The Southern Weekly and censorship in China: a nation fights back

China’s new government has to decide if its economic and social agenda can progress without political liberalisation. EPA/Fan Siding

Chinese newspaper the Southern Weekly has gone back to print after a public standoff about censorship, leading to wider scrutiny of the Chinese government’s hold over press freedom.

Optimism about more open discussion on Chinese social media, and expectations that China’s new leaders would ease its stringent media censorship followed the 18th National Congress of Communist Party of China (NCCPC) last November.

China’s most popular microblogging platform, Sina Weibo, began to allow users to search names of the government leaders, which were previously blocked.

The authorities accepted criticisms of corrupt officials on the internet, and just recently investigated several highly ranked members of the 18th NCCPC Committee, based on tips from ordinary internet users. Several officials were subsequently removed from office.

Yet, as some commentators have observed, these changes are cosmetic. And several national media published editorials in defence of government censorship in late December last year, led to fears the new regime would strengthen and not liberalise censorship.

Such fears are seemingly confirmed by the Southern Weekly’s recent experience. Described by The New York Times as “China’s most influential liberal newspaper,” this Guangzhou-based weekly was forced to run a provided commentary glorifying the Party in place of the paper’s 2013 New Year editorial, which had been titled “China’s Dream, the Dream of Constitutionalism”.

Once revealed by the paper’s outspoken journalists on Sina Weibo, this censorship provoked a strong response from media peers, public intellectuals, celebrities and ordinary citizens. On January 7, journalists staged one of the first newspaper strikes in China. All kinds of protests denouncing censorship and supporting the weekly have been emerging both in China and abroad since, including a petition in Australia initiated by Media, Entertainment & Art Alliance (MEAA) to support the striking Chinese peers of Southern Weekly.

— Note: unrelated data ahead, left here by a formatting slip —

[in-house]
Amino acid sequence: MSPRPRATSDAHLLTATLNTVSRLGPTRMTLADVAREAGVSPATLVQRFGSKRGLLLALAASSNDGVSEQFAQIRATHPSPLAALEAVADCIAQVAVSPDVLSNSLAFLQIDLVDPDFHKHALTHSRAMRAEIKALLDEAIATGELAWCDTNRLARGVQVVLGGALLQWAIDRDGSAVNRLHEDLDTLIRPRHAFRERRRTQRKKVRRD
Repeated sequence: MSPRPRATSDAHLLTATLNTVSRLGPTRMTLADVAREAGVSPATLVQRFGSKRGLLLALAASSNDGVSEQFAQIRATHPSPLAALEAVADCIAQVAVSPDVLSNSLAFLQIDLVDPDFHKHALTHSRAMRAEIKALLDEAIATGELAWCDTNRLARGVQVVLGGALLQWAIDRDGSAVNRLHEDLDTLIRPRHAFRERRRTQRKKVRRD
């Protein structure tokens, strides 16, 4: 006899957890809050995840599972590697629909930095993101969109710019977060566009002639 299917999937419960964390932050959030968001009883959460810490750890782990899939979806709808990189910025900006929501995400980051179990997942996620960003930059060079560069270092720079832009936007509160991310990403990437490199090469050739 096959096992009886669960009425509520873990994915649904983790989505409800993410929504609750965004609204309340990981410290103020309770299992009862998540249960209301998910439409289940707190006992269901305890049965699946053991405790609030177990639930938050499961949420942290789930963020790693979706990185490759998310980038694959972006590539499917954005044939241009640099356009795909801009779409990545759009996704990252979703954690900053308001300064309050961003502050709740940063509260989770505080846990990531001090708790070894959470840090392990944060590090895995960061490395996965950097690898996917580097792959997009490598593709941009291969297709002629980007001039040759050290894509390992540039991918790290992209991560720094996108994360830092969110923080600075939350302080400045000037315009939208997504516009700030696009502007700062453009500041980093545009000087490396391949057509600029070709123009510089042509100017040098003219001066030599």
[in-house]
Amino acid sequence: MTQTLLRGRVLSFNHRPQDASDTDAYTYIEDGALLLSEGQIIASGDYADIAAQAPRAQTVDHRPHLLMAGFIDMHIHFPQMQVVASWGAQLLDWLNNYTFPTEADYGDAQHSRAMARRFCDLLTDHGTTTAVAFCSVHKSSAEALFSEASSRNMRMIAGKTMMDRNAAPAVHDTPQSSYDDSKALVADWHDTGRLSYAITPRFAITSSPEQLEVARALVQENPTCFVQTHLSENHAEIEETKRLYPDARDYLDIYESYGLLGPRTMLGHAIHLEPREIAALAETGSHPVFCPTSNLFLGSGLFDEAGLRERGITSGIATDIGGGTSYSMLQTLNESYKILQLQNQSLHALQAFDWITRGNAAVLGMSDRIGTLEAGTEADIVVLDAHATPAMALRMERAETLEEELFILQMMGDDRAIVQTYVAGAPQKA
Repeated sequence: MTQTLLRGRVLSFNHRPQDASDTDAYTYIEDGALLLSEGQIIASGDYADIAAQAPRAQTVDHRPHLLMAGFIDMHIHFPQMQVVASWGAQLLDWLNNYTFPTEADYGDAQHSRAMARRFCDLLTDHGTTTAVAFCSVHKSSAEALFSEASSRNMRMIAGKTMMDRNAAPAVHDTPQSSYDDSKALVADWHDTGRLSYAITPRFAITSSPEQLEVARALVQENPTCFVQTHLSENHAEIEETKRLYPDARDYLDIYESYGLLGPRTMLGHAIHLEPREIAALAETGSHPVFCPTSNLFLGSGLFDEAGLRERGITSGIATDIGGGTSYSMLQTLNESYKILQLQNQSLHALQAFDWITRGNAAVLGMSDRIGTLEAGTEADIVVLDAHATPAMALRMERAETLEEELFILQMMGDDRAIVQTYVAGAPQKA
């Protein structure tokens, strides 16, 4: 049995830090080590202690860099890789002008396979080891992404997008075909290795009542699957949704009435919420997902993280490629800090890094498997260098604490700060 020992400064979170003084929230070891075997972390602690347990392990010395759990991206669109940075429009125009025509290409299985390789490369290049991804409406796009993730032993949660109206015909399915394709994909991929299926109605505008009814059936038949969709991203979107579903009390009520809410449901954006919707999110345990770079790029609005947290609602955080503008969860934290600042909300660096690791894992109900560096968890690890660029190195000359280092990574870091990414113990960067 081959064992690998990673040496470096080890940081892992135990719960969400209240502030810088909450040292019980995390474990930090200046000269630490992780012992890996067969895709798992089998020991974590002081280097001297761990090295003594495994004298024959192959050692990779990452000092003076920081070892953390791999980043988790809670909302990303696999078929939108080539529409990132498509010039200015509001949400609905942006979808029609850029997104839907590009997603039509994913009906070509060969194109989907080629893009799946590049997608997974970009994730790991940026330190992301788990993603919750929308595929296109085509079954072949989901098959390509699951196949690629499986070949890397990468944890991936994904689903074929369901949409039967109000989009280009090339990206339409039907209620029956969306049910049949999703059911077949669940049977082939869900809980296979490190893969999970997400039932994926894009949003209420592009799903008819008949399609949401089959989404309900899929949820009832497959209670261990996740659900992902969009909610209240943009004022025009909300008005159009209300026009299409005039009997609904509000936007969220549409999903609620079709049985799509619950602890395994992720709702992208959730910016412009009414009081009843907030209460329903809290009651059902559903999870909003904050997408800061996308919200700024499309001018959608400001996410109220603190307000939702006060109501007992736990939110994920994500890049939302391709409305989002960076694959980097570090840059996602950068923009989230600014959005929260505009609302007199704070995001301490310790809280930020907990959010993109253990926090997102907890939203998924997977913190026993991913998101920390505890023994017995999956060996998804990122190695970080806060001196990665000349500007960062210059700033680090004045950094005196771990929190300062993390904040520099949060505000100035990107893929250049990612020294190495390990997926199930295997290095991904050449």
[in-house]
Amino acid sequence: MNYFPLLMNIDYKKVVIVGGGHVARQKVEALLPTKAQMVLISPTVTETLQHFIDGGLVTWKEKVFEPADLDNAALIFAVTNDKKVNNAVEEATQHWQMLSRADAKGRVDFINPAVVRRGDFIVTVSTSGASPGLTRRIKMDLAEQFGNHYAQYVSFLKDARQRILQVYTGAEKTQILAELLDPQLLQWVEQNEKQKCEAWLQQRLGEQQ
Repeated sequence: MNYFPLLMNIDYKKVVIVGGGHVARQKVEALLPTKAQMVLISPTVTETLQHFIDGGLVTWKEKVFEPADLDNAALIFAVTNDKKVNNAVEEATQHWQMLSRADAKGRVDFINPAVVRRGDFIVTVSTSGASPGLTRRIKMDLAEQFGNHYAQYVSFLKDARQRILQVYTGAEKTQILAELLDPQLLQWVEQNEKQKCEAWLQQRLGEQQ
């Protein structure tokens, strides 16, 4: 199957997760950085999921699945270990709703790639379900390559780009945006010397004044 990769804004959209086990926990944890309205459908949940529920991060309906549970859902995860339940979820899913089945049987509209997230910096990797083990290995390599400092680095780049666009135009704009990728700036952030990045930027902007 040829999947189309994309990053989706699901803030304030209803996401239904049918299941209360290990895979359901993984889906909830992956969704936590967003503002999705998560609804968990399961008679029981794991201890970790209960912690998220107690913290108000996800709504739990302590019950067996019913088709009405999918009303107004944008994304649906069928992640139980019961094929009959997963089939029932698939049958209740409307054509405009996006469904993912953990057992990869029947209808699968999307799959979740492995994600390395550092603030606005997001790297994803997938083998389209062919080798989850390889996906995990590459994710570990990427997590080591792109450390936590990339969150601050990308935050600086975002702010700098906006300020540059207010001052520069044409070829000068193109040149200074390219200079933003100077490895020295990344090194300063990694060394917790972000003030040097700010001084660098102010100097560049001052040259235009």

The journalists have since returned to work, but the discussion about censorship is still ongoing.

Copies of the Southern Weekly have reappeared after being shut down during the censorship debate. EPA/How Hwee Young

Social media’s gains and losses

In the past few days, Sina Weibo has shown the power it wields to facilitate public opinion and mobilise online and offline activities.

The fomentation of this issue on the platform caused an outcry from internet users, and the wave quickly spread from the online sphere to offline reality. For Southern Weekly, Weibo became the most important channel for uncovering the truth and voicing resistance, given the pressure from both the central and local propaganda authorities. It has attracted extensive attention worldwide even after its weibos were rapidly deleted and its Weibo accounts confiscated by the propaganda authority as well.

The Chinese government has been wary of Weibo’s potential subversive power since the day it was born. Constant censorship has been applied to this new media, realised by automatic filtering of blacklisted words and manual deletion. A more stringent censorship is applied to some politically sensitive issues, which is exactly the case in this incident. The Weibo accounts of 15 journalists are blocked. The newspaper’s name disappeared quickly on Weibo; the abbreviation, nickname, homophone and even some popular codes of its name cannot be searched due to the increasing inspecting personnel.